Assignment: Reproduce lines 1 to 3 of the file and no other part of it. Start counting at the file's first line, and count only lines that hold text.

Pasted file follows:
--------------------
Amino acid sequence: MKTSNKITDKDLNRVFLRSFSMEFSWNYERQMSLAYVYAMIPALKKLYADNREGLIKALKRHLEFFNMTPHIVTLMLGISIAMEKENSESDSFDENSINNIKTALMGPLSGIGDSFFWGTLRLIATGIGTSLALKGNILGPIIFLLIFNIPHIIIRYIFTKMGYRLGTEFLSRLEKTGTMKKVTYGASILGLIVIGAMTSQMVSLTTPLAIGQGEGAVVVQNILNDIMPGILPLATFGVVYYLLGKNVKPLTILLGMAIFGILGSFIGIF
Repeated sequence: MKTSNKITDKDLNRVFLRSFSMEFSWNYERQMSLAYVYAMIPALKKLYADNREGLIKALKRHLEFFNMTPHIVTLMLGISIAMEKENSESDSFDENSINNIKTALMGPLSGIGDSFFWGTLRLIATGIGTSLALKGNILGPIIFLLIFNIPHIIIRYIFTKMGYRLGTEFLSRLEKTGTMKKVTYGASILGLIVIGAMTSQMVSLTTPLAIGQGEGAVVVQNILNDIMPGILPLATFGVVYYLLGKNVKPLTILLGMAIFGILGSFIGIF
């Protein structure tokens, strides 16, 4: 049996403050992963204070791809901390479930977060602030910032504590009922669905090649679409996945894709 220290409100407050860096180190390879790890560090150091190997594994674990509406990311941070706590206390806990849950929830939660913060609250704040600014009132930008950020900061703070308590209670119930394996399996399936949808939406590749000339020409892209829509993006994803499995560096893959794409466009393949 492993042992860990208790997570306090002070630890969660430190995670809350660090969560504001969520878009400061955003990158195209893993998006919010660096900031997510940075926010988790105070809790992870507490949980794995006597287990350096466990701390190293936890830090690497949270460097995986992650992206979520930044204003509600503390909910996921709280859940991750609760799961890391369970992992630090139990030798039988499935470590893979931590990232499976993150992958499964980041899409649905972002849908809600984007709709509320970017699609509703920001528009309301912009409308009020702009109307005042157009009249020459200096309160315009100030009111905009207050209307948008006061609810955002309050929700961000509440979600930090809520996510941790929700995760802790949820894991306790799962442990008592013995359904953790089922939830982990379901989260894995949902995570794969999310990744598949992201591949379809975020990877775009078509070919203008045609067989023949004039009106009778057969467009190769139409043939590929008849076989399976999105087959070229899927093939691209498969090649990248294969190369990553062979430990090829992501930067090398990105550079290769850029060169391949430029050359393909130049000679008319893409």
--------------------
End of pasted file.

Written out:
Amino acid sequence: MKTSNKITDKDLNRVFLRSFSMEFSWNYERQMSLAYVYAMIPALKKLYADNREGLIKALKRHLEFFNMTPHIVTLMLGISIAMEKENSESDSFDENSINNIKTALMGPLSGIGDSFFWGTLRLIATGIGTSLALKGNILGPIIFLLIFNIPHIIIRYIFTKMGYRLGTEFLSRLEKTGTMKKVTYGASILGLIVIGAMTSQMVSLTTPLAIGQGEGAVVVQNILNDIMPGILPLATFGVVYYLLGKNVKPLTILLGMAIFGILGSFIGIF
Repeated sequence: MKTSNKITDKDLNRVFLRSFSMEFSWNYERQMSLAYVYAMIPALKKLYADNREGLIKALKRHLEFFNMTPHIVTLMLGISIAMEKENSESDSFDENSINNIKTALMGPLSGIGDSFFWGTLRLIATGIGTSLALKGNILGPIIFLLIFNIPHIIIRYIFTKMGYRLGTEFLSRLEKTGTMKKVTYGASILGLIVIGAMTSQMVSLTTPLAIGQGEGAVVVQNILNDIMPGILPLATFGVVYYLLGKNVKPLTILLGMAIFGILGSFIGIF
């Protein structure tokens, strides 16, 4: 049996403050992963204070791809901390479930977060602030910032504590009922669905090649679409996945894709 220290409100407050860096180190390879790890560090150091190997594994674990509406990311941070706590206390806990849950929830939660913060609250704040600014009132930008950020900061703070308590209670119930394996399996399936949808939406590749000339020409892209829509993006994803499995560096893959794409466009393949 492993042992860990208790997570306090002070630890969660430190995670809350660090969560504001969520878009400061955003990158195209893993998006919010660096900031997510940075926010988790105070809790992870507490949980794995006597287990350096466990701390190293936890830090690497949270460097995986992650992206979520930044204003509600503390909910996921709280859940991750609760799961890391369970992992630090139990030798039988499935470590893979931590990232499976993150992958499964980041899409649905972002849908809600984007709709509320970017699609509703920001528009309301912009409308009020702009109307005042157009009249020459200096309160315009100030009111905009207050209307948008006061609810955002309050929700961000509440979600930090809520996510941790929700995760802790949820894991306790799962442990008592013995359904953790089922939830982990379901989260894995949902995570794969999310990744598949992201591949379809975020990877775009078509070919203008045609067989023949004039009106009778057969467009190769139409043939590929008849076989399976999105087959070229899927093939691209498969090649990248294969190369990553062979430990090829992501930067090398990105550079290769850029060169391949430029050359393909130049000679008319893409």